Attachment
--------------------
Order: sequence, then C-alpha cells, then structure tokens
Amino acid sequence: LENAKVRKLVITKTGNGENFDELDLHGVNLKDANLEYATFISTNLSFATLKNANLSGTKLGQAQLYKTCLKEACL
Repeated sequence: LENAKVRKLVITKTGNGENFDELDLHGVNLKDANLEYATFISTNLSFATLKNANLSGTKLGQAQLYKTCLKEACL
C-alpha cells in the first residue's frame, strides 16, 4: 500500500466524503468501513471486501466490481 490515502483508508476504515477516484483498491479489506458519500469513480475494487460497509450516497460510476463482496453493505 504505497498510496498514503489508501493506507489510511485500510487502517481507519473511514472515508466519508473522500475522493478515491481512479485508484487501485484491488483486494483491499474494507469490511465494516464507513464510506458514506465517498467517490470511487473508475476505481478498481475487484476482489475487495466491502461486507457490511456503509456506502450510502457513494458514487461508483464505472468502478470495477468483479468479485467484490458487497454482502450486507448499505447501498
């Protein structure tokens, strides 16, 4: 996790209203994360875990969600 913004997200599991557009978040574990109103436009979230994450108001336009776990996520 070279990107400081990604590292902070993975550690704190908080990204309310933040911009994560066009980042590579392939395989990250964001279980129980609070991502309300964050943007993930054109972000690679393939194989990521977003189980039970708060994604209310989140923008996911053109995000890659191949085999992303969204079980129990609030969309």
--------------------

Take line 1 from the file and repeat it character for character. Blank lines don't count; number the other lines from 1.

Order: sequence, then C-alpha cells, then structure tokens